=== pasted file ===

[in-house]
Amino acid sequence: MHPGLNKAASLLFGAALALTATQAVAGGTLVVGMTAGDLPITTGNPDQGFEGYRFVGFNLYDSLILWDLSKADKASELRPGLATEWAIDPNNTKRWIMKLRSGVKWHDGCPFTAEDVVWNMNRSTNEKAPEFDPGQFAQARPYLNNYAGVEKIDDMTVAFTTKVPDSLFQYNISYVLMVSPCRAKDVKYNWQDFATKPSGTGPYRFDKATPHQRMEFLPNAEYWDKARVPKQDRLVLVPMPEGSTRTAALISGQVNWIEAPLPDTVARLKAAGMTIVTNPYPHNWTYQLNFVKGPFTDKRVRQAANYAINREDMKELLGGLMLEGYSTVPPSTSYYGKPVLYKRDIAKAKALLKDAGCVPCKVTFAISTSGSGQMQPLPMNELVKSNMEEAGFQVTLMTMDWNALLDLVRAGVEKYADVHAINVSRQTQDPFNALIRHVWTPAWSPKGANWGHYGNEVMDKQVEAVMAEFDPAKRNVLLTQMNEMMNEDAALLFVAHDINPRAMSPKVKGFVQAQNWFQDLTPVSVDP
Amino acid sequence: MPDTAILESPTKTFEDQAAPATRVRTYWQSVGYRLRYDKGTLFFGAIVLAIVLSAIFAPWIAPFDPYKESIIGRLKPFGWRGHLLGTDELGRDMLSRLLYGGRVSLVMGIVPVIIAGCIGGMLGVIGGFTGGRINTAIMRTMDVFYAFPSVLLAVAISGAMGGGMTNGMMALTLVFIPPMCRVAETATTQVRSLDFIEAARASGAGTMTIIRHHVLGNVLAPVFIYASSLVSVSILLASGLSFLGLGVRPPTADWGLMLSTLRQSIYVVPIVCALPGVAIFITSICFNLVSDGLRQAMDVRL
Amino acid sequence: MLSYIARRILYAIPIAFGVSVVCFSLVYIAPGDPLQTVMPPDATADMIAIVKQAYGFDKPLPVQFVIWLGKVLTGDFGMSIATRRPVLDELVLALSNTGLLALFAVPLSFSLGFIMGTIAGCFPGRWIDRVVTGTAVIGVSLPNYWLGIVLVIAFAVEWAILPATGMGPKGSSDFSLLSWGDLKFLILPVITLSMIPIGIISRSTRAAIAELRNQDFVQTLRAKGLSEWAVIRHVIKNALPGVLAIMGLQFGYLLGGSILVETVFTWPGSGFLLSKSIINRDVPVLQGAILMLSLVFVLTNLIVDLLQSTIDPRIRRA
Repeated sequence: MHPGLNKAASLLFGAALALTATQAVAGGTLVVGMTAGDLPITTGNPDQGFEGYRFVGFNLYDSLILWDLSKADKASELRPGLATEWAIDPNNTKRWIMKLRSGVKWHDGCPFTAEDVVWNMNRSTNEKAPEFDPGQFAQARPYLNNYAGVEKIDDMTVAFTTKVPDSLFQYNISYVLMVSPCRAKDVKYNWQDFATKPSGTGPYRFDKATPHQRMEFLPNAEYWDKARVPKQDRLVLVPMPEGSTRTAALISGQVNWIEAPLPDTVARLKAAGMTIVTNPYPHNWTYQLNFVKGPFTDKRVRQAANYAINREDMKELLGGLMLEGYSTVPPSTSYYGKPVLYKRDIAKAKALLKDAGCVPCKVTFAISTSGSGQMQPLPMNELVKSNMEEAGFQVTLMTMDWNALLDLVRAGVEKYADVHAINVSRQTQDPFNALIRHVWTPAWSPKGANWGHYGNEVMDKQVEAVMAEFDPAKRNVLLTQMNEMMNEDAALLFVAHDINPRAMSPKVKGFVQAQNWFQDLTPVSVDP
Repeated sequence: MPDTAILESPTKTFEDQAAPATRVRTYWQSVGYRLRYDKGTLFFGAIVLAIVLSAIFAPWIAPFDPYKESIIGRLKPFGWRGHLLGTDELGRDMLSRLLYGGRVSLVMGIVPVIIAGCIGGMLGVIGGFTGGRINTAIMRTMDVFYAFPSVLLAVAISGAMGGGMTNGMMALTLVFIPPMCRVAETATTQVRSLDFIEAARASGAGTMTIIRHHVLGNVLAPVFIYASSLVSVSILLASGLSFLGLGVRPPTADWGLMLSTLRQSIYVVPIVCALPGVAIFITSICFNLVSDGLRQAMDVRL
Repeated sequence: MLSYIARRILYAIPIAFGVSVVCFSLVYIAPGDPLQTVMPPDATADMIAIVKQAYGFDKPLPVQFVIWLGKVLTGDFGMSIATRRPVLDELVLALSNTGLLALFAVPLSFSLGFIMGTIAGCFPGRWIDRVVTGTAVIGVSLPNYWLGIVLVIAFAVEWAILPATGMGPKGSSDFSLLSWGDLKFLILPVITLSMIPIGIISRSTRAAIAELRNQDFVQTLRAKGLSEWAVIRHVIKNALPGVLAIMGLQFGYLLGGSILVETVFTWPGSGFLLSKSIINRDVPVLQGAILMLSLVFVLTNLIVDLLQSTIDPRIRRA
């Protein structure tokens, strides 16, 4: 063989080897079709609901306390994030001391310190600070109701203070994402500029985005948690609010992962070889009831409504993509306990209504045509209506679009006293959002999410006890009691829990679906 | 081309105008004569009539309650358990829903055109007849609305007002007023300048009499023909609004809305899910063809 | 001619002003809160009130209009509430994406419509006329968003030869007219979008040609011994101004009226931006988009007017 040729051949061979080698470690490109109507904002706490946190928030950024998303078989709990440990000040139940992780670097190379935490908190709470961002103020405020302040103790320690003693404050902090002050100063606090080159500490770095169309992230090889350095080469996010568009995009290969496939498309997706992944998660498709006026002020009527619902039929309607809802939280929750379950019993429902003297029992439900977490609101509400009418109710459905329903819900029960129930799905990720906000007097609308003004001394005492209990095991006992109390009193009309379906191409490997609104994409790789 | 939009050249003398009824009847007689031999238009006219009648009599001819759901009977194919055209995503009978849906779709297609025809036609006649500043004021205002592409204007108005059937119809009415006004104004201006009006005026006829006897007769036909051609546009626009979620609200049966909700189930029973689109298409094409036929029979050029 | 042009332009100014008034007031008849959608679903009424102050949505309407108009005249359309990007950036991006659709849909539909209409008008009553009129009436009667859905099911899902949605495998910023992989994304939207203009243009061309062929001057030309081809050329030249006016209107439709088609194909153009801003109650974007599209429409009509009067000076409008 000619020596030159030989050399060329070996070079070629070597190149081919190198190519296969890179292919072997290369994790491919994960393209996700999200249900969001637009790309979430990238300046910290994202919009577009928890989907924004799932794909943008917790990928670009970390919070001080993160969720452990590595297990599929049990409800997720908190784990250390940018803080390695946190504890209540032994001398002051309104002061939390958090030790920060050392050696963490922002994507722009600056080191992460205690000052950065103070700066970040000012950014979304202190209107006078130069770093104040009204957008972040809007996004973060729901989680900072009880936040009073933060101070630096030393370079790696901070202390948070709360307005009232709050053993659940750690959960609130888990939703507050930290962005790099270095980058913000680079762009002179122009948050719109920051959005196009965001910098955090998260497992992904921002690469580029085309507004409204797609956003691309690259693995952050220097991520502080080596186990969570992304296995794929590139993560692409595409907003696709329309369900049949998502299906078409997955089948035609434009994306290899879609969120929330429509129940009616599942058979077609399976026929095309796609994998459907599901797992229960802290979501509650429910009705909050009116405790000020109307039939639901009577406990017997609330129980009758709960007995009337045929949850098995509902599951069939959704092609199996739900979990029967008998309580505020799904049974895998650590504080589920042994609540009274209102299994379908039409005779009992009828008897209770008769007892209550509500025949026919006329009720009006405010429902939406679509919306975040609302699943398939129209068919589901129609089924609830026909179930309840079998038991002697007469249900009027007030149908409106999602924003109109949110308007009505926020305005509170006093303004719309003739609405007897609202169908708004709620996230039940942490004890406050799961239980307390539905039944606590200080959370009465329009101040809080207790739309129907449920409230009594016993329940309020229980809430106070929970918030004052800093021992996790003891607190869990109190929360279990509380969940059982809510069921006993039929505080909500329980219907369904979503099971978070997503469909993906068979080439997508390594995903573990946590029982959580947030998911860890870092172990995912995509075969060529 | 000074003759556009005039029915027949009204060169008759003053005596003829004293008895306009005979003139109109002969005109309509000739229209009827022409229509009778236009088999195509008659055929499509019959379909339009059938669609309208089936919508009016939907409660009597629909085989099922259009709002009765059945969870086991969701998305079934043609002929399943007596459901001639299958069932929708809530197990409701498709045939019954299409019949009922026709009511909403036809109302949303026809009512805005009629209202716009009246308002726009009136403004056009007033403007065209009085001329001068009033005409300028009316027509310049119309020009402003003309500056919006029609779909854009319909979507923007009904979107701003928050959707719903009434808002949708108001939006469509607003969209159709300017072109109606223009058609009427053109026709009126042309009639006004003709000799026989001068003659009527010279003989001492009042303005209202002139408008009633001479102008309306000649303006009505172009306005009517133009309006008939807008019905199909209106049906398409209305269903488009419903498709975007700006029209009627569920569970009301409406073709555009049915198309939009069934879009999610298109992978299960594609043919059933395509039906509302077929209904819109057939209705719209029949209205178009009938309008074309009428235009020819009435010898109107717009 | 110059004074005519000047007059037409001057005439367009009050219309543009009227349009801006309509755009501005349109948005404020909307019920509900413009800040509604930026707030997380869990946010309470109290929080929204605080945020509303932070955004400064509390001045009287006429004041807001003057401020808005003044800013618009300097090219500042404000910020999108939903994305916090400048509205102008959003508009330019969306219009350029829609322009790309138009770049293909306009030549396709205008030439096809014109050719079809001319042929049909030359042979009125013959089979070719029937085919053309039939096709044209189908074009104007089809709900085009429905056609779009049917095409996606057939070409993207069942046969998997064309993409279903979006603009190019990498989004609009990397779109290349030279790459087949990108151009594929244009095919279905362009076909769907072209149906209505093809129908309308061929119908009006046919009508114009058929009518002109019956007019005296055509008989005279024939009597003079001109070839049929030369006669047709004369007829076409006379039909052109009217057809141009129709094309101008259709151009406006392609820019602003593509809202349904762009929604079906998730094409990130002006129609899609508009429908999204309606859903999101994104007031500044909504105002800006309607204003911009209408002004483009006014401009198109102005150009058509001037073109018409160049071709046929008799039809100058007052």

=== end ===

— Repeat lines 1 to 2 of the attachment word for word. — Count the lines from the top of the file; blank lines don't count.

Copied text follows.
[in-house]
Amino acid sequence: MHPGLNKAASLLFGAALALTATQAVAGGTLVVGMTAGDLPITTGNPDQGFEGYRFVGFNLYDSLILWDLSKADKASELRPGLATEWAIDPNNTKRWIMKLRSGVKWHDGCPFTAEDVVWNMNRSTNEKAPEFDPGQFAQARPYLNNYAGVEKIDDMTVAFTTKVPDSLFQYNISYVLMVSPCRAKDVKYNWQDFATKPSGTGPYRFDKATPHQRMEFLPNAEYWDKARVPKQDRLVLVPMPEGSTRTAALISGQVNWIEAPLPDTVARLKAAGMTIVTNPYPHNWTYQLNFVKGPFTDKRVRQAANYAINREDMKELLGGLMLEGYSTVPPSTSYYGKPVLYKRDIAKAKALLKDAGCVPCKVTFAISTSGSGQMQPLPMNELVKSNMEEAGFQVTLMTMDWNALLDLVRAGVEKYADVHAINVSRQTQDPFNALIRHVWTPAWSPKGANWGHYGNEVMDKQVEAVMAEFDPAKRNVLLTQMNEMMNEDAALLFVAHDINPRAMSPKVKGFVQAQNWFQDLTPVSVDP